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Engrossing: Facebook: Changing the face of revolution

Published: April 29, 2011
Section: Opinions


My first semester at Brandeis and my first semester writing for The Hoot, I wrote a whole bunch of articles about Facebook and a whole bunch of articles about activism.

Since the beginning of this semester, I have stepped away from these topics and written about other pressing issues such as cigarette smoking, Four Loko and sleep. As my first year at Brandeis comes to an end, however, I thought that it would be appropriate to make a return to the topics that got me started.

During April break, I went out for Chinese food with my father, sister and paternal grandparents as a pre-Pesach celebration. Over lo-mein, my grandmother brought up—one of her favorite topics—her own lack of understanding about Facebook. She questioned my sister and me intensely about the social media outlet; but no matter what my sister and I said to sway her, she couldn’t wrap her head around the concept that it was good for more than drug deals and the dissemination of nude pictures. I wish that I had been with her a few days later when I stumbled upon something that put the power of Facebook into a completely new perspective for me.

In April, Mark Zuckerberg and President Obama teamed up to produce a White House town hall meeting conducted completely via Facebook—a wholly underpublicized event, in my opinion, considering the fact that the White House is kind of a big deal.

In this town hall, the president discussed issues such as the economy but before the official town hall started, Obama had a few enthusiastic words to share about the social media site: “What makes me incredibly optimistic—and that’s why being here at Facebook is so exciting for me—is that at every juncture in our history, whenever we face challenges like this, whether it’s been the shift from a agricultural age to an industrial age, or whether it was facing the challenges of the Cold War, or trying to figure out how we make this country more fair and more inclusive, at every juncture we’ve always been able to adapt. We’ve been able to change and we’ve been able to get ahead of the curve. And that’s true today as well and you guys are at the cutting edge of what’s happening.” Pretty high praise from the leader of the free world, and not completely without justification.

Since its inception, Facebook has become the world’s largest social media outlet. According to figures that they’ve released, the website has more than 500 million accounts—with numbers climbing quickly towards 600 million. Fifty percent of these members are between the ages of 18 and 35. Half of these members log into Facebook at least once a day and the average user has 130 friends. In addition to users, there are more than 900 million objects—including pages, groups, events and community pages—that its users are able to interact with. These interactions allow users to connect to others with similar interests and ideologies.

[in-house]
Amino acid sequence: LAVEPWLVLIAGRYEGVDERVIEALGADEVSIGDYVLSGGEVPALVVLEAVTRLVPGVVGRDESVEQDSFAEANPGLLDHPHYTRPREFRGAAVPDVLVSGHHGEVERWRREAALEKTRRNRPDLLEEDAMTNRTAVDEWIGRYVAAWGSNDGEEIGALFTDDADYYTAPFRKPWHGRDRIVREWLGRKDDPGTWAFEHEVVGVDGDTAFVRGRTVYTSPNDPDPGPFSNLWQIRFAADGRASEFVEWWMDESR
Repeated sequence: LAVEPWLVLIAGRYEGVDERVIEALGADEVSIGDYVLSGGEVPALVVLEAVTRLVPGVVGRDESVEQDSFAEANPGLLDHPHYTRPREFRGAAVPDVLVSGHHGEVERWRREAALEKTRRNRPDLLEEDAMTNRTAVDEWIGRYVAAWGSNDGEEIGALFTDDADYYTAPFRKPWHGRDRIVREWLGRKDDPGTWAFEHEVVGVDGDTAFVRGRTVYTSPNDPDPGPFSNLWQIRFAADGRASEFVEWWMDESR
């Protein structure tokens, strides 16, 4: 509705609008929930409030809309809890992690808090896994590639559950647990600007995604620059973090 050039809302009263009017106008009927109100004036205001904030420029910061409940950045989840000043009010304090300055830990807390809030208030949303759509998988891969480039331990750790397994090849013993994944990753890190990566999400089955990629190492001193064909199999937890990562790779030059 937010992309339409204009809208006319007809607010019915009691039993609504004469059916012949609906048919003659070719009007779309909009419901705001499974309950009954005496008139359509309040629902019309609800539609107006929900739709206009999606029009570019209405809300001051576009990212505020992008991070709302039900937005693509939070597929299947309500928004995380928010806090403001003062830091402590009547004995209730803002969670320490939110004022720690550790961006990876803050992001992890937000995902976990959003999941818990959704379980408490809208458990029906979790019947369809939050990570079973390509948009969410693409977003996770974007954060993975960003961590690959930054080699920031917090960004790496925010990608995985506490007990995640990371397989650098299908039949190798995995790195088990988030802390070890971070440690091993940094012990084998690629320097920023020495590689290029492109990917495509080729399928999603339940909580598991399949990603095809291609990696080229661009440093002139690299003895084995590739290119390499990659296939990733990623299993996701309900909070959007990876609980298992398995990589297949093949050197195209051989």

Though this may seem insignificant, it is important not to underestimate the power of this many people having access to so many resources. Anyone who doubts the mettle of this statement needs only to look to the Middle East to see its truth.

Shortly after Egyptian President Hosni Mubarak stepped down from power, Egyptian activist Wael Ghonim, was interviewed by CNN’s Wolf Blitzer.

Ghonim, an activist and marketing manager for Google, was a key player in Egypt’s revolution, as he organized the Jan. 25 protest by reaching out to Egyptian youths on Facebook.

Though he has been given much credit for his work on behalf of the revolution—during which he was arrested and imprisoned for 12 days—he insists that “he is not the hero.” In his CNN interview, Ghonim credited Facebook with the success of the Egyptian people’s uprising.

He explained: “I want to meet Mark Zuckerberg one day and thank him […] I’m talking on behalf of Egypt. […] This revolution started online. This revolution started on Facebook. This revolution started […] in June 2010 when hundreds of thousands of Egyptians started collaborating content. We would post a video on Facebook that would be shared by 60,000 people on their walls within a few hours. I’ve always said that if you want to liberate a society just give them the Internet.”

As we, on college campuses all across the nation, sit on Facebook, searching for information about our hallmate’s new boyfriend or our third grade girlfriend’s new haircut, it is easy to forget the incredible power that Facebook and other forms of social media possess. It is important to remember the words of anthropologist Margaret Mead, when she instructed never to disregard the power of “a small group of thoughtful, committed citizens” to change the world, because in Egypt and throughout the Middle East, that is exactly what they did.